JEFFERSON CITY, Mo. -- Several other states already were using a creative technique to get more federal money when Missouri officials decided to try the same thing.
Because the federal government was considering a crackdown on the practice, then-Gov. Mel Carnahan wrote to President Clinton with a plea to approve Missouri's money request.
"Under Missouri's plan, every penny would go into the state's nursing home program," Carnahan wrote in a June 22, 2000, letter. "At a time when this industry is being asked to care for more and more vulnerable citizens, these funds would be a crucial step in the right direction."
The federal government granted Missouri a share of the money, dubbed in bureaucratic circles as "intergovernmental transfers," or even more bureaucratically as "IGT" money.
Since then, the state has received $340 million and expects to receive another $100 million before the federal government cuts off cash flow on Sept. 30.
But contrary to Carnahan's pledge, not every penny has gone toward nursing homes.
In fact, less than $1 of every $4 the state has received so far has gone to nursing homes.
Of the money still to come, the state Senate has proposed to use less than 5 percent to provide new funding to nursing homes. The House, in its version of the budget, proposed to use 10 percent for new nursing home grants.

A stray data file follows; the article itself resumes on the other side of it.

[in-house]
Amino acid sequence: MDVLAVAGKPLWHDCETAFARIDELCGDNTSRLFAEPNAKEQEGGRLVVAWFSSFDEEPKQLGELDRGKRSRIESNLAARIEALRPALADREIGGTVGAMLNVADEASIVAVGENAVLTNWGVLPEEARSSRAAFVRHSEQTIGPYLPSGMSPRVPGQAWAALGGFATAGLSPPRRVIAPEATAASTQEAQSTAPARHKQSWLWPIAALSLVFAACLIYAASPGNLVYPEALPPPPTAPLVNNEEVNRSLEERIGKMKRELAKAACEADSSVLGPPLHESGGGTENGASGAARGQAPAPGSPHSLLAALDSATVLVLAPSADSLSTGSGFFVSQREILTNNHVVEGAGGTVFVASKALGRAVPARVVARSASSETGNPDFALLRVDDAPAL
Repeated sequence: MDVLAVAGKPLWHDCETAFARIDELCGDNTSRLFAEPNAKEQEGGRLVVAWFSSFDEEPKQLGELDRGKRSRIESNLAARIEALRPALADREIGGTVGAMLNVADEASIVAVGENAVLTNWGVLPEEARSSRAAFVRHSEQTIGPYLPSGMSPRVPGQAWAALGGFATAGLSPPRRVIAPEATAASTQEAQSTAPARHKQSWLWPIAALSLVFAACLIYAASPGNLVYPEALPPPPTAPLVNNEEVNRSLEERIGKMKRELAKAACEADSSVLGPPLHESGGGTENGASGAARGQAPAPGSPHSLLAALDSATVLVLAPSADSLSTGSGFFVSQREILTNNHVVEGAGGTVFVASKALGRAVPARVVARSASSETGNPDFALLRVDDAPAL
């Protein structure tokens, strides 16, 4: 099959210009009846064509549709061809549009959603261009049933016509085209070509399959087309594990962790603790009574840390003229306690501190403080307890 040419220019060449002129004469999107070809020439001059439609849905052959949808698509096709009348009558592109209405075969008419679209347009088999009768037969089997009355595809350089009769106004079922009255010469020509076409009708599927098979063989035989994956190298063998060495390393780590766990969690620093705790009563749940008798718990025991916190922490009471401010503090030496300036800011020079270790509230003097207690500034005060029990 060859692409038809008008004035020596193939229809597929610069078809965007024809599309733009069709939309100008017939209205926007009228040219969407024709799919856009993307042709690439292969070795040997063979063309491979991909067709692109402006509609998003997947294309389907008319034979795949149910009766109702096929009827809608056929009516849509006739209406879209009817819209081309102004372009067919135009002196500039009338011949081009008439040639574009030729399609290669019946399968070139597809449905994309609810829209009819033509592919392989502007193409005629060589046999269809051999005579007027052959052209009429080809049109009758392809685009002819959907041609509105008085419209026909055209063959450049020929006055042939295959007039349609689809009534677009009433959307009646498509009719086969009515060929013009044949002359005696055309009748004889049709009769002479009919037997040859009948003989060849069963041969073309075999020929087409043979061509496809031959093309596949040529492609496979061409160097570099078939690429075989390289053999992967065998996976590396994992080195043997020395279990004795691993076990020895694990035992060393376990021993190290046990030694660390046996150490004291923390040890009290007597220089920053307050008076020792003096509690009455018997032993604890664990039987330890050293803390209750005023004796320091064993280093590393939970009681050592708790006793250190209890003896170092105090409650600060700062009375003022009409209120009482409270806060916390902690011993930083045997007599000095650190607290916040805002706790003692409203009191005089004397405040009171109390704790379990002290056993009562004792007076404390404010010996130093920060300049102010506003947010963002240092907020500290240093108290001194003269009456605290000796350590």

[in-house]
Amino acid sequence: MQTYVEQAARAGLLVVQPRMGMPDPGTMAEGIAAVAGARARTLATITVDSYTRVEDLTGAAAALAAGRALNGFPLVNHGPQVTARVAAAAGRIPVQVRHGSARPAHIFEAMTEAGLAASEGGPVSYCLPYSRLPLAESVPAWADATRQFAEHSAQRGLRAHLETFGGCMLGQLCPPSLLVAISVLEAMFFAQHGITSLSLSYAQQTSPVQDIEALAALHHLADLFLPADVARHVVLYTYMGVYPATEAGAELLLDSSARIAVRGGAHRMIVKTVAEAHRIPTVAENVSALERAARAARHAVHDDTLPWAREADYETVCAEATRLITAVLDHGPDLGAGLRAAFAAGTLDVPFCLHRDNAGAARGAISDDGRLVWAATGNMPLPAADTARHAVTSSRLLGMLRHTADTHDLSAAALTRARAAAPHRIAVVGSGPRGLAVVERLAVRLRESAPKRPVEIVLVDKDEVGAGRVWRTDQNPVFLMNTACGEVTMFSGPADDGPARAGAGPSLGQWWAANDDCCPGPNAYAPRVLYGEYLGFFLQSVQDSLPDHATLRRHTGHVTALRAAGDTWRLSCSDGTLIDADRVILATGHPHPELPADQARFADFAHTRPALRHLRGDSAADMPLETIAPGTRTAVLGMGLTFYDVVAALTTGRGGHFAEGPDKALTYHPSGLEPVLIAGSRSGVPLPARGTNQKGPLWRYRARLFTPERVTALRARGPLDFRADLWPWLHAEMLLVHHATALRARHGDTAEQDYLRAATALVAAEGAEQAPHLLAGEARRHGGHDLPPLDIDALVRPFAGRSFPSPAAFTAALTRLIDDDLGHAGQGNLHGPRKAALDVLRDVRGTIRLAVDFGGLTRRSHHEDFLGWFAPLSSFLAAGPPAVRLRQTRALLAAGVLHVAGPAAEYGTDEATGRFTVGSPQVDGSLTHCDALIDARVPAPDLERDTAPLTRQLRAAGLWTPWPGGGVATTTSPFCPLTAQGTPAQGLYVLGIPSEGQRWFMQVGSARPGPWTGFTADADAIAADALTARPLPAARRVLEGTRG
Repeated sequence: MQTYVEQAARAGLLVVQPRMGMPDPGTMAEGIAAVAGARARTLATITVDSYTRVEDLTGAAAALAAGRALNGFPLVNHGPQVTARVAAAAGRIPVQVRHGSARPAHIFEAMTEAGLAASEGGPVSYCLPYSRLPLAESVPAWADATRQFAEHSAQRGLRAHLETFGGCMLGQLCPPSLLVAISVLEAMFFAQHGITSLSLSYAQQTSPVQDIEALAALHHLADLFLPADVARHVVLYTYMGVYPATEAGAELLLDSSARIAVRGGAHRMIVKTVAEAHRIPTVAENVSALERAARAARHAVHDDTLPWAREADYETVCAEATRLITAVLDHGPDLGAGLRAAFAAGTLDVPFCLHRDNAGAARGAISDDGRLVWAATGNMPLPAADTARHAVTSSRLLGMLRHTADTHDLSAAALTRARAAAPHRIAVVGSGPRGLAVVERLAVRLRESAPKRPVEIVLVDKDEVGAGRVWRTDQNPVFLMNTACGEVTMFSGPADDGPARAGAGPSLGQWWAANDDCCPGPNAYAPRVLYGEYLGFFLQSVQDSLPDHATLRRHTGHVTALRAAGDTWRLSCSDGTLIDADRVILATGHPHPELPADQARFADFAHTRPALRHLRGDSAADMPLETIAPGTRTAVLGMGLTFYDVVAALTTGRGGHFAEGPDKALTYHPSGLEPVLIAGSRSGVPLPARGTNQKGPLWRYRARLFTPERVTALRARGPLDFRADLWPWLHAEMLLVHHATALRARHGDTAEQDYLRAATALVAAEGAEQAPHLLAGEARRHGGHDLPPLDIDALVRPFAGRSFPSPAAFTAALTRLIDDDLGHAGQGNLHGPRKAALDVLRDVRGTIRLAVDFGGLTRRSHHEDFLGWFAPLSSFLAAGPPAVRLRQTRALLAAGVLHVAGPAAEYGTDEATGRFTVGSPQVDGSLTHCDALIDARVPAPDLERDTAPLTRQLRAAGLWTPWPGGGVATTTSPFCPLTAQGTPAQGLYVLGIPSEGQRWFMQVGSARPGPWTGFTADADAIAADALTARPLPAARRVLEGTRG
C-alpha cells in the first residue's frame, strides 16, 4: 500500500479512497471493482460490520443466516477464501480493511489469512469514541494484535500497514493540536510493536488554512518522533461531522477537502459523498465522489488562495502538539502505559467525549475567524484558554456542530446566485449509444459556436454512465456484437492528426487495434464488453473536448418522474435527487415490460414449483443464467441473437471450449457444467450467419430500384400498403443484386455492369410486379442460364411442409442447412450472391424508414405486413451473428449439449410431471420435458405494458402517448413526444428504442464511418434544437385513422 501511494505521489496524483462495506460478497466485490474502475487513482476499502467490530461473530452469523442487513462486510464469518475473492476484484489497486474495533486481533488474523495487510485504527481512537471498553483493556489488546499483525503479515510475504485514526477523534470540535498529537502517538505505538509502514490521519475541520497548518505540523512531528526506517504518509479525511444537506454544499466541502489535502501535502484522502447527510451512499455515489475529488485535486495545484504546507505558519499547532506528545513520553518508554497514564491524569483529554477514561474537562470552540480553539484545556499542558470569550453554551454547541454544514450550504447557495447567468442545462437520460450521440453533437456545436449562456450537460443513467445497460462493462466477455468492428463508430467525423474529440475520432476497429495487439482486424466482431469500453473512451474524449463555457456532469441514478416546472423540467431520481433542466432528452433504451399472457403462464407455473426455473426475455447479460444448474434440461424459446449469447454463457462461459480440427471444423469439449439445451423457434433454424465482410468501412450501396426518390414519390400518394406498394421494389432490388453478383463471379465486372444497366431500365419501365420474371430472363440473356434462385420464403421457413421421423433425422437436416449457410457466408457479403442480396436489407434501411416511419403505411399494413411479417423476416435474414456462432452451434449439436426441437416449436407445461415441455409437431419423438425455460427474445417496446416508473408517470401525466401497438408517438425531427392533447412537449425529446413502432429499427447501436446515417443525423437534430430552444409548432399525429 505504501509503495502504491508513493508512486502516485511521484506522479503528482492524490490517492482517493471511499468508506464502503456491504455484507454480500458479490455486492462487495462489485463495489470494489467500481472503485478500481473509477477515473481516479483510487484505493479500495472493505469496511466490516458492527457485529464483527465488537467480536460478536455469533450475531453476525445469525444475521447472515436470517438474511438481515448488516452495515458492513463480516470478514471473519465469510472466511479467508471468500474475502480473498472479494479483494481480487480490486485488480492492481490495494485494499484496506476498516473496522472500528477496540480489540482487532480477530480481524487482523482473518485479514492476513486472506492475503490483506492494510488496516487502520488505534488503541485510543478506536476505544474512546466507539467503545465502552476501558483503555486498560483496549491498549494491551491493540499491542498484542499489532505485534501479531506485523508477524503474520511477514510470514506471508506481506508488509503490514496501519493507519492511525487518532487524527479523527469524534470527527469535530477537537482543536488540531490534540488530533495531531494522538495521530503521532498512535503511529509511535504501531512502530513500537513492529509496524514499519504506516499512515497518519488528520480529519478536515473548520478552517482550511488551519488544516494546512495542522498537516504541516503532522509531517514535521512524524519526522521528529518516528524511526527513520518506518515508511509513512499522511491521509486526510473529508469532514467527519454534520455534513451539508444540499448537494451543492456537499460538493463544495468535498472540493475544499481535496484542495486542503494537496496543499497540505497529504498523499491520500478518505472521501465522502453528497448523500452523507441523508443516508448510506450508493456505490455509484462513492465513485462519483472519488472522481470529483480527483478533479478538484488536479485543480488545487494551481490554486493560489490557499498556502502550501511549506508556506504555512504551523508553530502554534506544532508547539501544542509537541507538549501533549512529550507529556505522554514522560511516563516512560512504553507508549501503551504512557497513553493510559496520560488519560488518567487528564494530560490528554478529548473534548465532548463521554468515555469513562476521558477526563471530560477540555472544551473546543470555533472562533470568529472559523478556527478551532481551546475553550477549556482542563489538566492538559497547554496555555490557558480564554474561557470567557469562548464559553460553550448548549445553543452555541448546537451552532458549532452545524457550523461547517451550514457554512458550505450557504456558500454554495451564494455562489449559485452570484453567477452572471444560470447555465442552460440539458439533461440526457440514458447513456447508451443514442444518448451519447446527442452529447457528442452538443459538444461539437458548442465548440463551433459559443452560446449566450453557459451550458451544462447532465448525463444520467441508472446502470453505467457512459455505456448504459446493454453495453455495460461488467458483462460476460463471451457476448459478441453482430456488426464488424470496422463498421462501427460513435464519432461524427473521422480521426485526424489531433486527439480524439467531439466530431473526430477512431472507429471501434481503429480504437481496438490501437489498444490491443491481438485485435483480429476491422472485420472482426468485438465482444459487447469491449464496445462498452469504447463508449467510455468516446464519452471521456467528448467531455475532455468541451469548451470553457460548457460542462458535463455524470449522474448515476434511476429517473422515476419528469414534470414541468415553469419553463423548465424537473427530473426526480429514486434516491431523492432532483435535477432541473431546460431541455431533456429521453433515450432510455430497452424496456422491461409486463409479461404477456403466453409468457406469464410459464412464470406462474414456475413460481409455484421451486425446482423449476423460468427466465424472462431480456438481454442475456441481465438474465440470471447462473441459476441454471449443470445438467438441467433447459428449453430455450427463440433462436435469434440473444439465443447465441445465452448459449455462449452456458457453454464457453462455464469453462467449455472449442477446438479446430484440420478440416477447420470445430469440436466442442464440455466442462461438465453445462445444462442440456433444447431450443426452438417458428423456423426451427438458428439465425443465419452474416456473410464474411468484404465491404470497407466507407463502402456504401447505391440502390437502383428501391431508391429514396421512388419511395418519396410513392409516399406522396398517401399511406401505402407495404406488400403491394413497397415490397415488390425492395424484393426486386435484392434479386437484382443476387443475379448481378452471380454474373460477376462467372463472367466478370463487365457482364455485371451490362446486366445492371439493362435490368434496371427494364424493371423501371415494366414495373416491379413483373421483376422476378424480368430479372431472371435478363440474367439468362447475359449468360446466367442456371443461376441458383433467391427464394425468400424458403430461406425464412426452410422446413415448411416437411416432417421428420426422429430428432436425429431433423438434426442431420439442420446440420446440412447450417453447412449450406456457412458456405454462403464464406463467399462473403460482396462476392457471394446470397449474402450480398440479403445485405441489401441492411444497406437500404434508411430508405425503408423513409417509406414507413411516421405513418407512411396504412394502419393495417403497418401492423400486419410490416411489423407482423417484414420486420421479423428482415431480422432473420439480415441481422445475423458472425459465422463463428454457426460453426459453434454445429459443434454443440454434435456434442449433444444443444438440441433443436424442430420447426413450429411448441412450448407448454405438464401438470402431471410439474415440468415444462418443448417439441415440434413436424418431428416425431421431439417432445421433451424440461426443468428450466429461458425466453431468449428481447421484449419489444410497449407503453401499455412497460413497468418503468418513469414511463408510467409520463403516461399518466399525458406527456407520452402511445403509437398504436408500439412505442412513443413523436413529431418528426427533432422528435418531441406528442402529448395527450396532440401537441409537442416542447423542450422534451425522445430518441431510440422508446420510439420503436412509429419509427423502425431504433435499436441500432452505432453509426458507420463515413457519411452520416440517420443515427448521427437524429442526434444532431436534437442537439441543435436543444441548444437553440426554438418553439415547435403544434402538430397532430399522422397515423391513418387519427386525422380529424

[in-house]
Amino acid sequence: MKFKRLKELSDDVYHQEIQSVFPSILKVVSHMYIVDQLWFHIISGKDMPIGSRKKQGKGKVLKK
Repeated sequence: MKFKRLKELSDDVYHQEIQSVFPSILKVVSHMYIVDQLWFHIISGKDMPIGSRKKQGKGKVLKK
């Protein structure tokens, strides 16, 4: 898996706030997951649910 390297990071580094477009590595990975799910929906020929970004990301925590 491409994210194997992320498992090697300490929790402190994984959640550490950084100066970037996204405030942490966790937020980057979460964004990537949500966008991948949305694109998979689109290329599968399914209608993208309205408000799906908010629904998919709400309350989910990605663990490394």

Those percentages have prompted the nursing home industry to spend considerable time lobbying lawmakers -- generally to no avail.
"We are diluting the ability for nursing homes to take care of patients in the state of Missouri," said Earl E. Carlson, executive director of the Missouri Health Care Association, an industry group for nursing homes and long-term care facilities.
"We've got a budget crisis, granted, but ... it's patient care we're talking about," Carlson said.
It's precisely because of the budget troubles that lawmakers are proposing to use more of the money for other purposes.
For example, the Senate's proposed budget for the fiscal year starting July 1 called for $12.2 million of the money to help open a new prison in Bonne Terre and another $5.3 million to reimburse school districts for the costs of their bond attorneys.
House negotiators rejected some of the Senate's ideas as they settled differences in the chambers' two versions of the budget.
If not all the money is going to nursing homes, then the House has insisted that most of it should at least go to the Department of Social Services, which administers the state's Medicaid health-care program for the poor and disabled.
What the state needs this year is a balanced budget -- a task made tougher by lower-than-expected state tax revenue.
That's why even supporters of nursing homes are directing the money toward other purposes.
"The nursing home industry makes a point that they were the ones who came up with the idea to persuade the state to go after some IGT money," said Senate Appropriations Committee Chairman John Russell, R-Lebanon. But "they're not necessarily entitled to all of it."